This way of thinking posits two ontological levels to reality–a deep level and a superficial level. At the superficial level, we have the contingent and accidental—that which just happens to be true of a thing but could easily have been otherwise. At the deep level, we have essences and natures—that which could not be otherwise. The fact that we value modal knowledge as we do shows that we recognize the existence of these two levels; in particular, that we accept the existence of a level of reality that goes beyond what merely happens to be. It is a level of permanence, fixity, and immutability. This Platonic-sounding level contrasts with the transitory and ever-changing level, that which may be wiped away and abolished. It is the contrast between chance and necessity. Knowledge of the deeper level of reality strikes us as more valuable than knowledge of the more superficial level. It is harder to obtain such knowledge, and when we obtain it we have a more penetrating insight into reality. Any fool can see at a glance that 2 eggs plus 2 eggs equals 4 eggs, but it takes insight to grasp that it is in the very nature of the number 2 that when added to itself it must equal 4. We could reasonably paraphrase “Necessarily 2 + 2 = 4” as “It is in the very nature of the number 2 that doubling it equals 4”. To know this truth we need to have insight into the essential nature of numbers. We are dealing with a metaphysical truth not just an arithmetical truth. We value modal knowledge because we value metaphysical knowledge, which the concept of necessity enables us to possess.

            By way of confirmation of this suggestion notice what happens if we set out to deflate modal knowledge. Suppose we insist that all necessity is just a reflection of conventional linguistic rules, with no bearing on extra-linguistic reality. Then modal knowledge will boil down to knowledge of linguistic conventions and intentions to stick by them. In that case, any special value thought to reside in modal knowledge evaporates, along with the notion of de re necessity. Such a deflationary position is calculated to be revisionist, and is felt to be so. We feel that something valuable has been taken away from us—the idea of reality as composed of things with substantial objective essences, which we might discover. It is the same with nomological necessity: here too the notions of law and causation suffer ontological demotion and epistemological deflation if we decide to restrict ourselves to non-modal concepts (“constant conjunction” and the like). The case is comparable to anti-realist views in ethics and aesthetics. The way we spontaneously understand these domains has been attacked, and we are left with a mere husk of the original article. The disappointment we feel is an indication of our initial valuation: we thought we were dealing with something deep and important, but we have been brought to see that there is much less to it than meets the eye. That is: our intuitive sense of the importance of modality rests open a robustly metaphysical conception of its place in the world. We normally take it that necessity is written deep into the nature of things, and hence deserves our attention and respect; but we may be persuaded (wrongly, I would say) that necessity is nothing but revocable human convention. Our habitual starry-eyed and awestruck estimation of modality has been punctured. Thus we value modal knowledge because we believe (rightly) that it reveals deeps truths about the world. It couples with metaphysical knowledge.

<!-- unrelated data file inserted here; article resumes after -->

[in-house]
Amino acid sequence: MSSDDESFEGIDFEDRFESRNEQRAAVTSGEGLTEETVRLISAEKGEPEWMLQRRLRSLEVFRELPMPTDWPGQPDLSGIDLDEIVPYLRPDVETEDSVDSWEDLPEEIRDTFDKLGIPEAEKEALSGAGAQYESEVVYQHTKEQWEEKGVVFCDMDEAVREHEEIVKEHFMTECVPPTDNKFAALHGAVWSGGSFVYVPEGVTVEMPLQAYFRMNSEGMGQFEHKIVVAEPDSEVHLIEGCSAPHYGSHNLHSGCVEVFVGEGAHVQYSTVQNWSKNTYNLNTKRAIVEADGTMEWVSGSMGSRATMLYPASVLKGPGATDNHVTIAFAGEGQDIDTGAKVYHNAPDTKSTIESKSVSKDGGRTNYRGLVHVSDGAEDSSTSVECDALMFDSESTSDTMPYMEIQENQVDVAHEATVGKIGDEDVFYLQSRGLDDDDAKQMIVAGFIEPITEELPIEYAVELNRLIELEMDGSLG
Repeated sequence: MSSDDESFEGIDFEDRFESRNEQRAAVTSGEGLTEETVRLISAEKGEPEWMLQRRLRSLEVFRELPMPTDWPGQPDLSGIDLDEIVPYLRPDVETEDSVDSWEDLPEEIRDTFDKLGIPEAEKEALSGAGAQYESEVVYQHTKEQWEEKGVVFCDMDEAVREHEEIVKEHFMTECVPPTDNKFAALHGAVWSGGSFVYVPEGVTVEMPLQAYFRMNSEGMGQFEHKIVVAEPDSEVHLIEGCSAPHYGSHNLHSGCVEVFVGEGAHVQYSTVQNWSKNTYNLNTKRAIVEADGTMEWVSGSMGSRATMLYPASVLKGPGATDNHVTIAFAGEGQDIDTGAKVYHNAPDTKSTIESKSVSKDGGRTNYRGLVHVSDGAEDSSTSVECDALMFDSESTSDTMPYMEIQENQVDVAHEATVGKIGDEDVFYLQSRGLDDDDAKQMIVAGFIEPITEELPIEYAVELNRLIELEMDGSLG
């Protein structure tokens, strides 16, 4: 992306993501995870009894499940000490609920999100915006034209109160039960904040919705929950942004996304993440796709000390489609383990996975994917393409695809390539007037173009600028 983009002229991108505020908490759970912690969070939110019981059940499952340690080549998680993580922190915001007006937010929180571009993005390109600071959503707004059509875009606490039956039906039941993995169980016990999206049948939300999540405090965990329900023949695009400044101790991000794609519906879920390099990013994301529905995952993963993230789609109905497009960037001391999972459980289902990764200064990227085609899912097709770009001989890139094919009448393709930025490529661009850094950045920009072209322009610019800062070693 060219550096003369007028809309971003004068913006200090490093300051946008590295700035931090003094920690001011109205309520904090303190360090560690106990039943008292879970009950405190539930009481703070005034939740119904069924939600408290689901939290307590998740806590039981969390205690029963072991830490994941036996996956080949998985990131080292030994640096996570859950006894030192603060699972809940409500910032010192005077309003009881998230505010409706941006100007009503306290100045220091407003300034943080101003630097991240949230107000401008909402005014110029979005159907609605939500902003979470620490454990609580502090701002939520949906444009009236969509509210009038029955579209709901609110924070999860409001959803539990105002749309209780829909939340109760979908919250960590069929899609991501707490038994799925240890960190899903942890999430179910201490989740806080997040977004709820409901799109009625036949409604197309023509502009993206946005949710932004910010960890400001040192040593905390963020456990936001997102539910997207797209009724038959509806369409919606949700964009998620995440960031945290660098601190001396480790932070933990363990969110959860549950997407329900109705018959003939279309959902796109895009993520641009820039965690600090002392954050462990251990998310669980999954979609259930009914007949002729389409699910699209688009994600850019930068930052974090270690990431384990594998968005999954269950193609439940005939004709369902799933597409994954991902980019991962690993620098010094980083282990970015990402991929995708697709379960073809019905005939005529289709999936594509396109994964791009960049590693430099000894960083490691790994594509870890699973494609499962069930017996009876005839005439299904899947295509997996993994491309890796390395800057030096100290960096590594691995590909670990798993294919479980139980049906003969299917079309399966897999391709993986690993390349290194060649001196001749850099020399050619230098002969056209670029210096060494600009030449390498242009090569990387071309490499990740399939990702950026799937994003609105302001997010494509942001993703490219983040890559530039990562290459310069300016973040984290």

The question of the value of modal knowledge has an immediate relevance to the value of philosophy. For it is a traditional and powerful view that philosophy is precisely concerned with the discovery of essences quaessences. Suppose that view to be true: then philosophical knowledge is characteristically modal knowledge—knowledge that something is necessarily the case. Accordingly, philosophical knowledge has the value attaching to modal knowledge, which puts philosophy in a special place epistemologically. Not to put too fine a point on it, it makes philosophical knowledge superior (in one respect anyway) to scientific knowledge or historical knowledge or any knowledge that is of non-modal propositions. Philosophy provides knowledge of essence qua essence, while other branches of inquiry provide only knowledge of what is in fact the case—knowledge of the actual world not knowledge of all possible worlds. For many of us, that is why we went into philosophy to begin with—because it offers a uniquely deep insight into reality, extending across all of logical space. It tells us how things must be, not merely how things happen to be.